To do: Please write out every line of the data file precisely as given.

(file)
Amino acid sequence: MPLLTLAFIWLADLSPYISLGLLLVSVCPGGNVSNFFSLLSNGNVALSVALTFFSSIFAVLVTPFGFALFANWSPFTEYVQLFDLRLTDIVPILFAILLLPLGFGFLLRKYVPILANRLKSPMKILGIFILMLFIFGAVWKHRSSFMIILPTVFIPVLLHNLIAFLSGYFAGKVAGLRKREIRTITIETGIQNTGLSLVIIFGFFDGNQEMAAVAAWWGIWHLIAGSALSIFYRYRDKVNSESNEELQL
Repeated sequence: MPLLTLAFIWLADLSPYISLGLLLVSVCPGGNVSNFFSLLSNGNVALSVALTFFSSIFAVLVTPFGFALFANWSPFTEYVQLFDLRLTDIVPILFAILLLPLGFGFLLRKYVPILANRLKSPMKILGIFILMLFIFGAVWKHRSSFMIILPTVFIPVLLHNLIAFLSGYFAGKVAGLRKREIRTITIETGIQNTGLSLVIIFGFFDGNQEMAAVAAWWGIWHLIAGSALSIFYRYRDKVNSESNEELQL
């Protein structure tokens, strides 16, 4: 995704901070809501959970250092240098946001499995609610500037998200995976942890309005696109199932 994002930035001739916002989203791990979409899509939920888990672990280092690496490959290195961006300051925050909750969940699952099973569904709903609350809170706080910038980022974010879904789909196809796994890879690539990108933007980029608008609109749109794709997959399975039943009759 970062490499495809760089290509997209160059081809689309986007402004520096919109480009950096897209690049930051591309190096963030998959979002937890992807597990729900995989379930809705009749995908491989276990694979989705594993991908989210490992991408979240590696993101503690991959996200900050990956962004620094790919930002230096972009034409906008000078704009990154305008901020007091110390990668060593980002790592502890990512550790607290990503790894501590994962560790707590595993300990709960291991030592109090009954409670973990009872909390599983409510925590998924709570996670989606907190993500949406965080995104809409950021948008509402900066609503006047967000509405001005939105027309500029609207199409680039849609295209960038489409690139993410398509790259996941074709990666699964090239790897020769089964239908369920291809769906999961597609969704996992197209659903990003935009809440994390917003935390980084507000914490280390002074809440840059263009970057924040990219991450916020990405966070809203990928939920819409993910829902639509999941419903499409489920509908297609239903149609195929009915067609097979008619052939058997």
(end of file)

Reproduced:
Amino acid sequence: MPLLTLAFIWLADLSPYISLGLLLVSVCPGGNVSNFFSLLSNGNVALSVALTFFSSIFAVLVTPFGFALFANWSPFTEYVQLFDLRLTDIVPILFAILLLPLGFGFLLRKYVPILANRLKSPMKILGIFILMLFIFGAVWKHRSSFMIILPTVFIPVLLHNLIAFLSGYFAGKVAGLRKREIRTITIETGIQNTGLSLVIIFGFFDGNQEMAAVAAWWGIWHLIAGSALSIFYRYRDKVNSESNEELQL
Repeated sequence: MPLLTLAFIWLADLSPYISLGLLLVSVCPGGNVSNFFSLLSNGNVALSVALTFFSSIFAVLVTPFGFALFANWSPFTEYVQLFDLRLTDIVPILFAILLLPLGFGFLLRKYVPILANRLKSPMKILGIFILMLFIFGAVWKHRSSFMIILPTVFIPVLLHNLIAFLSGYFAGKVAGLRKREIRTITIETGIQNTGLSLVIIFGFFDGNQEMAAVAAWWGIWHLIAGSALSIFYRYRDKVNSESNEELQL
């Protein structure tokens, strides 16, 4: 995704901070809501959970250092240098946001499995609610500037998200995976942890309005696109199932 994002930035001739916002989203791990979409899509939920888990672990280092690496490959290195961006300051925050909750969940699952099973569904709903609350809170706080910038980022974010879904789909196809796994890879690539990108933007980029608008609109749109794709997959399975039943009759 970062490499495809760089290509997209160059081809689309986007402004520096919109480009950096897209690049930051591309190096963030998959979002937890992807597990729900995989379930809705009749995908491989276990694979989705594993991908989210490992991408979240590696993101503690991959996200900050990956962004620094790919930002230096972009034409906008000078704009990154305008901020007091110390990668060593980002790592502890990512550790607290990503790894501590994962560790707590595993300990709960291991030592109090009954409670973990009872909390599983409510925590998924709570996670989606907190993500949406965080995104809409950021948008509402900066609503006047967000509405001005939105027309500029609207199409680039849609295209960038489409690139993410398509790259996941074709990666699964090239790897020769089964239908369920291809769906999961597609969704996992197209659903990003935009809440994390917003935390980084507000914490280390002074809440840059263009970057924040990219991450916020990405966070809203990928939920819409993910829902639509999941419903499409489920509908297609239903149609195929009915067609097979008619052939058997």